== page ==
In Australia psyllium was a pretty standard ingredient in my kitchen that I encouraged my clients to try. It’s available to buy easily in health food shops and mainstream supermarkets. Here in the UK however is a completely different story. Most dietitians I’ve spoken with have never heard of psyllium, let alone know what it is, what it does, how it is beneficial to your health and who can be using it.
What is psyllium?
Also known as isobgol or ispaghula, psyllium is a native Indian plant rich in soluble fibre (plus some insoluble fibre) that when combined with water or fluid forms a gel. It is naturally gluten free so safe for people with coeliac disease to eat and is useful for gluten-free baking.
What does psyllium do?
There are a number of health benefits of psyllium. Each teaspoon provides 4g of fibre and only 15kcal meaning that a small amount can easily help bump up your fibre intake to help you get towards recommended (minimum) amounts of 24g per day. As such it can help with keeping bowels regular and is used in some products as a natural, gentle laxative.
There is a good level of evidence for 7-10g psyllium to reduce total cholesterol and LDL cholesterol (bad cholesterol) by approximately 7% in people with normal and high cholesterol levels with little impact on HDL cholesterol (good cholesterol). There is a dose-dependent response meaning that the more psyllium have the more impact it will have on your cholesterol levels, however consuming more than 10g per day doesn’t give any additional benefits.
Psyllium can be used as a health claim in the US for reduced risk of coronary heart disease if one serve contains 7g.
Speaking of cholesterol, this is my (overly simplistic) trick for remembering the good and ‘bad’ types of cholesterol:
HDL cholesterol is Healthy so you want it to be Higher
LDL cholesterol is ‘bad’ so you want it Lower.
Where can I buy psyllium?
You can find psyllium capsules in some health food shops but the husks are a bit more elusive. I’ve found psyllium husks online, in multicultural food shops and Independent health food shops.
How much psyllium husk should you take?
To achieve the recommended doses of psyllium approximately 2 – 3 teaspoons need to be consumed on a daily basis.
Side effects of psyllium
The US FDA requires any health claims made for psyllium products to contain a warning that consumption of psyllium must be made with adequate fluid as it poses a choking hazard if taken dry on its own. As it does work as a gentle laxative, some people experience gastrointestinal effects such as bloating or diarrhoea after taking psyllium but this can often be due to a sudden increase in fibre consumption. As with any fibre intake it is best to increase the amount taken slowly to allow your gut to become accustomed.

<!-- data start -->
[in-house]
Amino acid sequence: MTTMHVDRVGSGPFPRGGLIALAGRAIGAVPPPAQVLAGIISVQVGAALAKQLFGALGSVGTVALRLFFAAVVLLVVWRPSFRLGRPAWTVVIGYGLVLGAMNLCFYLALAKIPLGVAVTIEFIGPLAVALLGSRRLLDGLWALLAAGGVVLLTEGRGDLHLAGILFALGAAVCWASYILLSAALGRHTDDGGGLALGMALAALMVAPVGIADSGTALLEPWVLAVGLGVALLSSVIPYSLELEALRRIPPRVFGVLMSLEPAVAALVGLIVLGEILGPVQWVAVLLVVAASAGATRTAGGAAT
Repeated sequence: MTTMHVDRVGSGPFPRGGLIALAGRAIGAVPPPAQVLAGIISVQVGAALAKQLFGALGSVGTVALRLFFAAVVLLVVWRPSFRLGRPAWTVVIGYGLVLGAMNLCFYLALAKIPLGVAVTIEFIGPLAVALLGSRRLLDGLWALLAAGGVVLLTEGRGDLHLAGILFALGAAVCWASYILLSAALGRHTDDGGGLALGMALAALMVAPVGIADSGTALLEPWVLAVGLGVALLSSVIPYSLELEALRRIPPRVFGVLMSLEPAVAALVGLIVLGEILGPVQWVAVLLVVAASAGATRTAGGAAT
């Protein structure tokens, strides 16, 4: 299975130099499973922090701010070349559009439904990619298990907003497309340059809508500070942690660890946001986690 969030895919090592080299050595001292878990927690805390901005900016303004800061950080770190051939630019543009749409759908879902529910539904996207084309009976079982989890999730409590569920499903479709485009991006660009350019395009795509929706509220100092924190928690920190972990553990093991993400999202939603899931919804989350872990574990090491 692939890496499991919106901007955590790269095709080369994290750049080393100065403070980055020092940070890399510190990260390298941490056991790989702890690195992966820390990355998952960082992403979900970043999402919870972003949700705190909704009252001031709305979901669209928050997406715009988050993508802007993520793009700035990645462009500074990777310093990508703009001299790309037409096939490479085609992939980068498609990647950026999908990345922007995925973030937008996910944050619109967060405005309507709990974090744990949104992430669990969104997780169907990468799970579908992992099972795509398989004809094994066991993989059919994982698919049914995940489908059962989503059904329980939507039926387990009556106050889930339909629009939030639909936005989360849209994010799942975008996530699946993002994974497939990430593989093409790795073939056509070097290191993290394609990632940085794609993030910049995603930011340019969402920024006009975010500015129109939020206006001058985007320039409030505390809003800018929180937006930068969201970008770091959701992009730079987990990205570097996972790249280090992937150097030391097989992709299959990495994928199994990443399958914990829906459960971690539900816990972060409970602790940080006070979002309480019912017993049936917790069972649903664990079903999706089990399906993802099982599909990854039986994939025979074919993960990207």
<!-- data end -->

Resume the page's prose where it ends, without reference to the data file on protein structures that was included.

How do you take psyllium?
Your lifestyle and reasoning for using psyllium will influence how much and how often you include psyllium in your diet. Psyllium can be mixed into water, juice or added into foods like these energy bars I recently made. Some people want to use it as a natural laxative and prefer to take it as a pre-made drink such as Metamucil. I tend to incorporate it into foods that I am normally eating to bump up the fibre intake. A standard way I have always used psyllium (since my undergrad uni days) is to put a teaspoon or two on top of natural yoghurt and frozen berries (pictured below). As the berries defrost and form a berry juice the psyllium soaks it up and makes a berry jelly that mixes in well with the natural yoghurt and tastes great.
Gluten-free baking with psyllium
Because each teaspoon contains 4g of fibre, psyllium is useful for gluten-free baking to increase the fibre content – especially as fibre is known to be low in many gluten-free foods. Adding psyllium to gluten-free bread dough can improve the texture and help it to rise, acting as a replacement (of sorts) for gluten. Psyllium content of around 5% is reportedly the best. This equates to approximately:
- 3 teaspoons psyllium husk to 1 1/4 cups of flour or
- 2 1/2 teaspoons psyllium husk per 1 cup flour.
Now that you know about it I hope you can search it out and find some psyllium near you!
- Psyllium as a substitute for gluten in bread (2009) Journal of the American Dietetic Association http://fs.unb.br/nutricao/laboratorios/tecdie/wp-content/uploads/2012/10/Psyllium-as-a-Substitute-for-Gluten-in-Bread.pdf